Sparse bump sonification: A new tool for multichannel EEG diagnosis of mental disorders; application to the detection of the early stage of Alzheimer's disease

François B. Vialatte, Andrzej Cichocki

Research output: Chapter in Book/Report/Conference proceedingConference contributionpeer-review

13 Citations (Scopus)

Abstract

This paper investigates the use of sound and music as a means of representing and analyzing multichannel EEG recordings. Specific focus is given to applications in early detection and diagnosis of early stage of Alzheimer's disease. We propose here a novel approach based on multi channel sonification, with a time-frequency representation and sparsification process using bump modeling. The fundamental question explored in this paper is whether clinically valuable information, not available from the conventional graphical EEG representation, might become apparent through an audio representation. Preliminary evaluation of the obtained music score - by sample entropy, number of notes, and synchronous activity - incurs promising results.

Original languageEnglish
Title of host publicationNeural Information Processing - 13th International Conference, ICONIP 2006, Proceedings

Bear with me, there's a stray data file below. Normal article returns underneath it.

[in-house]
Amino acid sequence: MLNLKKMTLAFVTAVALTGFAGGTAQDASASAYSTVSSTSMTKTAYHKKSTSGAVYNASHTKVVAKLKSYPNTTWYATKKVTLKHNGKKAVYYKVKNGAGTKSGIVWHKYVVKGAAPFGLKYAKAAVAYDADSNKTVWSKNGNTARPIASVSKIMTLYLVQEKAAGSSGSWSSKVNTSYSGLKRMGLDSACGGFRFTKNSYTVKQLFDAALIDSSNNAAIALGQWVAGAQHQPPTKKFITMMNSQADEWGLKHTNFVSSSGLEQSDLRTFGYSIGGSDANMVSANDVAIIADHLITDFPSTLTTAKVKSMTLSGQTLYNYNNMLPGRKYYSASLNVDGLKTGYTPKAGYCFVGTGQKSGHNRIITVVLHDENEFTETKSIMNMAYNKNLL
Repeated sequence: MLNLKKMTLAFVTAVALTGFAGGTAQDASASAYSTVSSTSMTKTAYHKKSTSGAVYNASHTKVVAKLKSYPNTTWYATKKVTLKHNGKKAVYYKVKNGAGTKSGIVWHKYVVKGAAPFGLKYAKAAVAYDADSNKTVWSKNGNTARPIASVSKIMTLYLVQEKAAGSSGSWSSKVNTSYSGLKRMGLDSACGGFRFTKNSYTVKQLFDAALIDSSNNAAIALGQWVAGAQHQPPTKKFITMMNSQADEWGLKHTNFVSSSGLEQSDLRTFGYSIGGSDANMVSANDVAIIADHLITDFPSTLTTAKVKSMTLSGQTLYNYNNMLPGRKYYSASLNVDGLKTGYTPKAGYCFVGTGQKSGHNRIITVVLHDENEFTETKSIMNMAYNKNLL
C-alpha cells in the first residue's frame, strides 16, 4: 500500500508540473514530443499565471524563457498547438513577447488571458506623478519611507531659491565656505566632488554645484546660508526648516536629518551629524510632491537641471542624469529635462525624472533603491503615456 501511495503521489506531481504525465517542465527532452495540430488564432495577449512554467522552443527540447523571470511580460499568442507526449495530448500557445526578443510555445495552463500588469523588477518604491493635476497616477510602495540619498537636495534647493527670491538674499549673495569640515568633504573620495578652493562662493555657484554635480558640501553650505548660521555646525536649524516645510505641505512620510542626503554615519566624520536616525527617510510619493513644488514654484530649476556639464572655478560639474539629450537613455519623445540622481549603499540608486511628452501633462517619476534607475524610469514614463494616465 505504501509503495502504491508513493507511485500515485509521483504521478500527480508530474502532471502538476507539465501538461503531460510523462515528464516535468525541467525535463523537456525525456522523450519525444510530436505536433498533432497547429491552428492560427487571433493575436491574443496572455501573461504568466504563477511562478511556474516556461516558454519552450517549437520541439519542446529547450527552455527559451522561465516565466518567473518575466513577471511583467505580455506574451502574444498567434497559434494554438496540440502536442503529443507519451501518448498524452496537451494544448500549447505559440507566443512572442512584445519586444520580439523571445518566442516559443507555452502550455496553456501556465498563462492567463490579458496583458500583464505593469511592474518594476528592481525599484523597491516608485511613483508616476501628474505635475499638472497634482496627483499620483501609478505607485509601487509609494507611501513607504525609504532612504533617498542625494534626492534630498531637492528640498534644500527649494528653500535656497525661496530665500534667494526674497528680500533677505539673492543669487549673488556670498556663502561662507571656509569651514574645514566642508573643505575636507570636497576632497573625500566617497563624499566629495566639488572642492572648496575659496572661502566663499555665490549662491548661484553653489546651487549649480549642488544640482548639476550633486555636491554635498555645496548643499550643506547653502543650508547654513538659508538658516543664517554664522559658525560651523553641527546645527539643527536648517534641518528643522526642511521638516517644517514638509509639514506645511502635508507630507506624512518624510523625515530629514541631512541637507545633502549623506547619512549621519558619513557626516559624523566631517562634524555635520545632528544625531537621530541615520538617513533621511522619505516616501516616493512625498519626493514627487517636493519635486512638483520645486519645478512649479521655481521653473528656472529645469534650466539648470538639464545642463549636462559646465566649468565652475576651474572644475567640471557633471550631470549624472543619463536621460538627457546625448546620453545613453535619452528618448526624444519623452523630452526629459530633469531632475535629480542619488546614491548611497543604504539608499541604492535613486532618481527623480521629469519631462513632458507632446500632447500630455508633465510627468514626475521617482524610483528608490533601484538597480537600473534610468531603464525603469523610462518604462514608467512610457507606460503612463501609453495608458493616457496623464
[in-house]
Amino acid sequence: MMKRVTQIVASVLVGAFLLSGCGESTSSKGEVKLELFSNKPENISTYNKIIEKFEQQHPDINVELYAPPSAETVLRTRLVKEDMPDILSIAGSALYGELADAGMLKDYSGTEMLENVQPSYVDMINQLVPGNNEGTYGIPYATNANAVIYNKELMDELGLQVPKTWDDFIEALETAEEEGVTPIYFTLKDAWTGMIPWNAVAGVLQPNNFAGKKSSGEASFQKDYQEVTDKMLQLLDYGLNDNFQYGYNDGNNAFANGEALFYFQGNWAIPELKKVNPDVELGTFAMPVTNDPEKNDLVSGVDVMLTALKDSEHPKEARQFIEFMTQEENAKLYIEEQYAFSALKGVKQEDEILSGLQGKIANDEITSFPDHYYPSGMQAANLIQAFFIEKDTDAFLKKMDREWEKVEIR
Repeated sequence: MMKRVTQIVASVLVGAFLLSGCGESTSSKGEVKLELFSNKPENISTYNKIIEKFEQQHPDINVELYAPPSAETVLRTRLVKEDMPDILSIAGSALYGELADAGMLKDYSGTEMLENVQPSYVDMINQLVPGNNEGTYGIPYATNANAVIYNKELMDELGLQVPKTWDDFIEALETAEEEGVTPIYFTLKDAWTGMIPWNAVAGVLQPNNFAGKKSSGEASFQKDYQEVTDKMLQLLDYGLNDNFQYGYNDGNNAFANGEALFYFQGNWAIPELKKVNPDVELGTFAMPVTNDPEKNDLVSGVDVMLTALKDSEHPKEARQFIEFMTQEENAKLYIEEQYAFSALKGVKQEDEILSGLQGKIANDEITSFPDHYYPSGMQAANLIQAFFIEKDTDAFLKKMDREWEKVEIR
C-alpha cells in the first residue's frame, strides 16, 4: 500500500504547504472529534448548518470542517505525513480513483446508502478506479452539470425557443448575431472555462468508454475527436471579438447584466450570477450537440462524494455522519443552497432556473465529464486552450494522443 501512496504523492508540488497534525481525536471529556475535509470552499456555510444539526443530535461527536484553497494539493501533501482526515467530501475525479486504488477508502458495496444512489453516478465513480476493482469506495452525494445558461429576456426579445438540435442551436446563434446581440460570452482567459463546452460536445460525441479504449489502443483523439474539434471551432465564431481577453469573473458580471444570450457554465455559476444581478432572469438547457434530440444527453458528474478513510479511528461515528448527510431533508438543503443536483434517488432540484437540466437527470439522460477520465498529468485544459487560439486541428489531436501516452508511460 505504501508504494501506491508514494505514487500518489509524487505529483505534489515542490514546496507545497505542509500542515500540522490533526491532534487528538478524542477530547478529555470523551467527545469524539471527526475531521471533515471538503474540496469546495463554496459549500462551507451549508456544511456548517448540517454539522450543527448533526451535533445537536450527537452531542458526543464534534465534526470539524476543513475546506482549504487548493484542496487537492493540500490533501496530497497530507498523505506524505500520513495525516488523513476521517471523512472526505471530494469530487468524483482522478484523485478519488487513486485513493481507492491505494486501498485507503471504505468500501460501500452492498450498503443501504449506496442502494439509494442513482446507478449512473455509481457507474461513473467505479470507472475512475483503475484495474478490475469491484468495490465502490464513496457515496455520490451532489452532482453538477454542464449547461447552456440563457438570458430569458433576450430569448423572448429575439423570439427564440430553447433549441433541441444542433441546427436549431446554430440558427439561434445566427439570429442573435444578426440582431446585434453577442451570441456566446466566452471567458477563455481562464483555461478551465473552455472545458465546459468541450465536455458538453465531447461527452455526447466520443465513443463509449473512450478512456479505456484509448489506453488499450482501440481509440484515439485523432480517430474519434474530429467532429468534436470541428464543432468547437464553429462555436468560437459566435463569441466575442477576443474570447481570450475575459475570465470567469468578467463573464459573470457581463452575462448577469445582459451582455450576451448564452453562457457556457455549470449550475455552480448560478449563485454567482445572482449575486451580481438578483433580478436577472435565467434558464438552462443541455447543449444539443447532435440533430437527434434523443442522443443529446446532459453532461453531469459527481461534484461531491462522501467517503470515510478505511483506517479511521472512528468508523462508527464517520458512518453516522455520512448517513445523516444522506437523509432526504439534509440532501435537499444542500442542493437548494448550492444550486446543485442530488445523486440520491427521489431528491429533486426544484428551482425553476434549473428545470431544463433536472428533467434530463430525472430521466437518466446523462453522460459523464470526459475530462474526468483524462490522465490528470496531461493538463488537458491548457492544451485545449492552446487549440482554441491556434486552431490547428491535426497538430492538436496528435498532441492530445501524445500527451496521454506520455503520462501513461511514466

PublisherSpringer Verlag
Pages92-101
Number of pages10
ISBN (Print)3540464840, 9783540464846
DOIs
Publication statusPublished - 2006
Externally publishedYes
Event13th International Conference on Neural Information Processing, ICONIP 2006 - Hong Kong, China
Duration: 3 Oct 20066 Oct 2006

Publication series

NameLecture Notes in Computer Science (including subseries Lecture Notes in Artificial Intelligence and Lecture Notes in Bioinformatics)
Volume4234 LNCS - III
ISSN (Print)0302-9743
ISSN (Electronic)1611-3349

Conference

Conference13th International Conference on Neural Information Processing, ICONIP 2006
Country/TerritoryChina
CityHong Kong
Period3/10/066/10/06

Fingerprint

Dive into the research topics of 'Sparse bump sonification: A new tool for multichannel EEG diagnosis of mental disorders; application to the detection of the early stage of Alzheimer's disease'. Together they form a unique fingerprint.

Cite this